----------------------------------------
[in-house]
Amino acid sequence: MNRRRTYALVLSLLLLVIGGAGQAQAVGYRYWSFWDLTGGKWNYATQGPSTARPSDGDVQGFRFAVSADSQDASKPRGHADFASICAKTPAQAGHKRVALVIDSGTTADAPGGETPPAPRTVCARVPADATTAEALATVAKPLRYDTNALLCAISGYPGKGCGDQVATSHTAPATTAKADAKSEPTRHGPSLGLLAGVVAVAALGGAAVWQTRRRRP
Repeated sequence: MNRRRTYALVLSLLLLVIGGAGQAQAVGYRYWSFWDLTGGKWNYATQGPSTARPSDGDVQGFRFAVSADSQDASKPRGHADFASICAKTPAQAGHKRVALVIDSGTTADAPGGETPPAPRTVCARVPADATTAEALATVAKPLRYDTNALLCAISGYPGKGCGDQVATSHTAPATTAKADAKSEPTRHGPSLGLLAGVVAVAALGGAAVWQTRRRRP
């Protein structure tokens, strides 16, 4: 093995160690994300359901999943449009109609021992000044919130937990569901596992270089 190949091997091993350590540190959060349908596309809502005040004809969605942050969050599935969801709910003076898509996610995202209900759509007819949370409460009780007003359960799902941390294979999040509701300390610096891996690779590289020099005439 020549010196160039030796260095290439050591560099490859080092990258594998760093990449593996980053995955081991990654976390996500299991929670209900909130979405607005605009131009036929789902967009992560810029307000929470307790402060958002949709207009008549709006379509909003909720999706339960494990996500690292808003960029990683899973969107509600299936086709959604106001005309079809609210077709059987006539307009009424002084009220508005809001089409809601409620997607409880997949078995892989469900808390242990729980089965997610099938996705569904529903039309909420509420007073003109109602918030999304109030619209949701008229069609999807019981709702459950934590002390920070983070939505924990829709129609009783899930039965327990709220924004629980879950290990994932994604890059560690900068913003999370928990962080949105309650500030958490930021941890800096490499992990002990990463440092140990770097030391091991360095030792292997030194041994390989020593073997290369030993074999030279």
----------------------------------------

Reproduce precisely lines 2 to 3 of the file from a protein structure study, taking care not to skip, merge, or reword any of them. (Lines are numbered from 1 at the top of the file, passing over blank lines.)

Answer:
Amino acid sequence: MNRRRTYALVLSLLLLVIGGAGQAQAVGYRYWSFWDLTGGKWNYATQGPSTARPSDGDVQGFRFAVSADSQDASKPRGHADFASICAKTPAQAGHKRVALVIDSGTTADAPGGETPPAPRTVCARVPADATTAEALATVAKPLRYDTNALLCAISGYPGKGCGDQVATSHTAPATTAKADAKSEPTRHGPSLGLLAGVVAVAALGGAAVWQTRRRRP
Repeated sequence: MNRRRTYALVLSLLLLVIGGAGQAQAVGYRYWSFWDLTGGKWNYATQGPSTARPSDGDVQGFRFAVSADSQDASKPRGHADFASICAKTPAQAGHKRVALVIDSGTTADAPGGETPPAPRTVCARVPADATTAEALATVAKPLRYDTNALLCAISGYPGKGCGDQVATSHTAPATTAKADAKSEPTRHGPSLGLLAGVVAVAALGGAAVWQTRRRRP